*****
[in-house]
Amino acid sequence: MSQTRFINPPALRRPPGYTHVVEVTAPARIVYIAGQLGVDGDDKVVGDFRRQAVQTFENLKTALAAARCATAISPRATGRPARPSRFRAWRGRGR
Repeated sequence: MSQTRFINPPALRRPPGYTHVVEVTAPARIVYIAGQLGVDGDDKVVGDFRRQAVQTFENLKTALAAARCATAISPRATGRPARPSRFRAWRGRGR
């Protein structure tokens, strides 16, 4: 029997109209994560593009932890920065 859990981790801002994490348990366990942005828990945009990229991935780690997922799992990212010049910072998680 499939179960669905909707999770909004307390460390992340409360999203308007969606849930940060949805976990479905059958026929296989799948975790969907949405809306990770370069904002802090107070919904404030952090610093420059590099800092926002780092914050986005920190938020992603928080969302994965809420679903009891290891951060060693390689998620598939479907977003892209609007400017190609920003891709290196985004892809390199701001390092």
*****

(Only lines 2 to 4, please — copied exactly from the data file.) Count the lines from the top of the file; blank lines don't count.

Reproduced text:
Amino acid sequence: MSQTRFINPPALRRPPGYTHVVEVTAPARIVYIAGQLGVDGDDKVVGDFRRQAVQTFENLKTALAAARCATAISPRATGRPARPSRFRAWRGRGR
Repeated sequence: MSQTRFINPPALRRPPGYTHVVEVTAPARIVYIAGQLGVDGDDKVVGDFRRQAVQTFENLKTALAAARCATAISPRATGRPARPSRFRAWRGRGR
């Protein structure tokens, strides 16, 4: 029997109209994560593009932890920065 859990981790801002994490348990366990942005828990945009990229991935780690997922799992990212010049910072998680 499939179960669905909707999770909004307390460390992340409360999203308007969606849930940060949805976990479905059958026929296989799948975790969907949405809306990770370069904002802090107070919904404030952090610093420059590099800092926002780092914050986005920190938020992603928080969302994965809420679903009891290891951060060693390689998620598939479907977003892209609007400017190609920003891709290196985004892809390199701001390092």